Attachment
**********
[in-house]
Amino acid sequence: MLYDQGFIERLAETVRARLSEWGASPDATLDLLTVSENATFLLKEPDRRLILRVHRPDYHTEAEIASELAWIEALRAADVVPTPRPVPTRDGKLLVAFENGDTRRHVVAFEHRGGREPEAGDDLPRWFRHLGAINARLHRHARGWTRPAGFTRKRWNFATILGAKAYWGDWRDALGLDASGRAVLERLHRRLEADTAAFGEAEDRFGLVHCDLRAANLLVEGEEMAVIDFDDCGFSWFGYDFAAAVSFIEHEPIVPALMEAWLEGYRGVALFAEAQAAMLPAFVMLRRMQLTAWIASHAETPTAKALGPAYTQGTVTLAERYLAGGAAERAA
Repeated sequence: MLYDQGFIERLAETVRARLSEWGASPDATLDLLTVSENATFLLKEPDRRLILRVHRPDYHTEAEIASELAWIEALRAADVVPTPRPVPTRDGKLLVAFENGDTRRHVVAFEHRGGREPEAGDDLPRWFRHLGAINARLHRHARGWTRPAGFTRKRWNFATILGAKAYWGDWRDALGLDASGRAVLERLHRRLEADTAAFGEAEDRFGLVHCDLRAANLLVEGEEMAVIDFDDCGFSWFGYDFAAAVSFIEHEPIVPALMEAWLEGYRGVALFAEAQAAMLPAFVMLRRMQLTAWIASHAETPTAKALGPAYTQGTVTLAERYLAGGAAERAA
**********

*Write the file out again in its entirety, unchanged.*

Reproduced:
[in-house]
Amino acid sequence: MLYDQGFIERLAETVRARLSEWGASPDATLDLLTVSENATFLLKEPDRRLILRVHRPDYHTEAEIASELAWIEALRAADVVPTPRPVPTRDGKLLVAFENGDTRRHVVAFEHRGGREPEAGDDLPRWFRHLGAINARLHRHARGWTRPAGFTRKRWNFATILGAKAYWGDWRDALGLDASGRAVLERLHRRLEADTAAFGEAEDRFGLVHCDLRAANLLVEGEEMAVIDFDDCGFSWFGYDFAAAVSFIEHEPIVPALMEAWLEGYRGVALFAEAQAAMLPAFVMLRRMQLTAWIASHAETPTAKALGPAYTQGTVTLAERYLAGGAAERAA
Repeated sequence: MLYDQGFIERLAETVRARLSEWGASPDATLDLLTVSENATFLLKEPDRRLILRVHRPDYHTEAEIASELAWIEALRAADVVPTPRPVPTRDGKLLVAFENGDTRRHVVAFEHRGGREPEAGDDLPRWFRHLGAINARLHRHARGWTRPAGFTRKRWNFATILGAKAYWGDWRDALGLDASGRAVLERLHRRLEADTAAFGEAEDRFGLVHCDLRAANLLVEGEEMAVIDFDDCGFSWFGYDFAAAVSFIEHEPIVPALMEAWLEGYRGVALFAEAQAAMLPAFVMLRRMQLTAWIASHAETPTAKALGPAYTQGTVTLAERYLAGGAAERAA